Homeland Security Dept. Slashes Investigations of Non-Islamic Terrorism

Thursday, June 09, 2011
Kevin Harpham (AP Photo)
After issuing a report two years ago warning of a possible rise in rightwing extremism, the Department of Homeland Security (DHS) has minimized its efforts to thwart such a threat.
A few months after President Barack Obama took office in 2009, DHS issued an intelligence report that warned that the poor economy and the election of an African-American to the White House could provoke “violent radicalization.” Conservatives blasted the report as a political attack on their ideologies, and ever since, homeland security officials have reprioritized the importance of stopping home-grown extremism.
The department has reduced the number of analysts studying non-Islamic domestic terrorism and delayed the release of nearly a dozen reports on extremist groups. Also, the analytical unit responsible for the controversial report has been “effectively eviscerated,” according to The Washington Post.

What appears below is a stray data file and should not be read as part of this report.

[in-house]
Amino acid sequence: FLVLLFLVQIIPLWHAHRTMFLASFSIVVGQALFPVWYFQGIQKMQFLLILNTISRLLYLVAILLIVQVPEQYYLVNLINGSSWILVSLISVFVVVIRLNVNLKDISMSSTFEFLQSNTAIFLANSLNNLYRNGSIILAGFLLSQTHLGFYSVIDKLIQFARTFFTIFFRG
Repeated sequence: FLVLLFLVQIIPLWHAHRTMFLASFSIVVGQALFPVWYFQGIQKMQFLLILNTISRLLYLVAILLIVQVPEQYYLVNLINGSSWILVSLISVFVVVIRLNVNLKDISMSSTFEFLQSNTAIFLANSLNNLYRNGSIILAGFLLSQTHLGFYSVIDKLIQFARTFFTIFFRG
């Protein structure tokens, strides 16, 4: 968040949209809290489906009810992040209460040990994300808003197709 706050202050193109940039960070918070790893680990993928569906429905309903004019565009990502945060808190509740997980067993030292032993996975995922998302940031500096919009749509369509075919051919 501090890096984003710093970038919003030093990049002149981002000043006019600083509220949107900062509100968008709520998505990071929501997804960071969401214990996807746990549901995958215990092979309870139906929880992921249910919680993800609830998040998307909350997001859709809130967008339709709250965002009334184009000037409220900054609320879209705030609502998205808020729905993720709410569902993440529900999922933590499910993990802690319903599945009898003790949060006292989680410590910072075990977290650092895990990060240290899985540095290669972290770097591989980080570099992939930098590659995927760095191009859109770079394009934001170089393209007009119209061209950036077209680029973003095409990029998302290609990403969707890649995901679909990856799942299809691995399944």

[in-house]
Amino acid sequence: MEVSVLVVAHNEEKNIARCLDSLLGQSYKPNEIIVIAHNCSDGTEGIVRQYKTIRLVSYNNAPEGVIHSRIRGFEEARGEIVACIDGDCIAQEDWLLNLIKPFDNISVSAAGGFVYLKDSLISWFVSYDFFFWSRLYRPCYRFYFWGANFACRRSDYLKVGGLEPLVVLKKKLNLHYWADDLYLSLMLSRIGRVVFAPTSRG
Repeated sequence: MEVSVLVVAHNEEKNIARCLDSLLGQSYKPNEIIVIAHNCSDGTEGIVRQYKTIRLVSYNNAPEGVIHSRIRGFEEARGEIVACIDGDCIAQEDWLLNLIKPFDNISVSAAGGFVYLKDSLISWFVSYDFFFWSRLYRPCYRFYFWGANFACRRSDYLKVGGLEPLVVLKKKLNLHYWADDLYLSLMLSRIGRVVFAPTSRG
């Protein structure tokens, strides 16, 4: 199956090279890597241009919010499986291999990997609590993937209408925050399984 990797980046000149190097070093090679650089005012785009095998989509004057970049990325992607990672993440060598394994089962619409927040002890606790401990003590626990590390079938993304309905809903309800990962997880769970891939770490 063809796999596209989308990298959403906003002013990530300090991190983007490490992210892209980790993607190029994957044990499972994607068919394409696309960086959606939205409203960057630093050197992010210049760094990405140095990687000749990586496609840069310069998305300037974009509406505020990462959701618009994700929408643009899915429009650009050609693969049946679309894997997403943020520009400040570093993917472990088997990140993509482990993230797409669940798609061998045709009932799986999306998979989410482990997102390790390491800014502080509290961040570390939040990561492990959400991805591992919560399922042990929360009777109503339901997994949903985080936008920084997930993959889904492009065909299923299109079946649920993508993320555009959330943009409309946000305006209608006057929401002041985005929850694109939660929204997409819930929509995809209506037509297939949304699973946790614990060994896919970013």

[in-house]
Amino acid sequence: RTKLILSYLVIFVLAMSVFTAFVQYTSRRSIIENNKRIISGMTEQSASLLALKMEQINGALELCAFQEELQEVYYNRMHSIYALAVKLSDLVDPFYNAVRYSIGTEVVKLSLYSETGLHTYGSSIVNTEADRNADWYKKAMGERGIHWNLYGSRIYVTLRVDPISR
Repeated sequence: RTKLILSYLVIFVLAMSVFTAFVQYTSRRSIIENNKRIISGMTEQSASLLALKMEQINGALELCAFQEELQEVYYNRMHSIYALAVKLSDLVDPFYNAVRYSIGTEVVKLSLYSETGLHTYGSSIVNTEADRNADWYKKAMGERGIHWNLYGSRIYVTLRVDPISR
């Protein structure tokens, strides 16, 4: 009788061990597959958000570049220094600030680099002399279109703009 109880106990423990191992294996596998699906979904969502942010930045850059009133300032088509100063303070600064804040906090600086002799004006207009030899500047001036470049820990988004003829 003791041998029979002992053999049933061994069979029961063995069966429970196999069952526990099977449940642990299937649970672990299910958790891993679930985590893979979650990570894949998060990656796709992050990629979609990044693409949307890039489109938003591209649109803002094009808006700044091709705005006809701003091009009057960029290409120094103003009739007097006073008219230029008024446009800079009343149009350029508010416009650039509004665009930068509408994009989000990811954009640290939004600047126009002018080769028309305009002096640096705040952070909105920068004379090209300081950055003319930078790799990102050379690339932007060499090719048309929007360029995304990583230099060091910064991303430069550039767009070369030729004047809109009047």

Despite the de-emphasis, arrests of non-Islamic terrorists have continued. This year alone, there have been at least four high-profile cases:
·       A White Supremacist, Kevin Harpham, was arrested for planting a backpack bomb at the Martin Luther King Jr. Day parade in Seattle in January;
·       Five Alaska militia members were arrested in March for plotting to kidnap or kill state troopers and a judge;
·       In May, a Wisconsin man, Ralph Lang, was arrested for planning to kill Planned Parenthood workers;
·       On May 29, Larry Wayne Kelly, who claimed to be a follower of the “sovereign citizen movement,” opened fire with an AK-47 at a Vietnamese-owned market in Pensacola, Florida, although his motivation was allegedly that he was angry because the store had run out of crawfish.
-Noel Brinkerhoff, David Wallechinsky
Rightwing Extremism: Current Economic and Political Climate Fueling Resurgence in Radicalization and Recruitment (Office of Intelligence and Analysis, Department of Homeland Security) (pdf)


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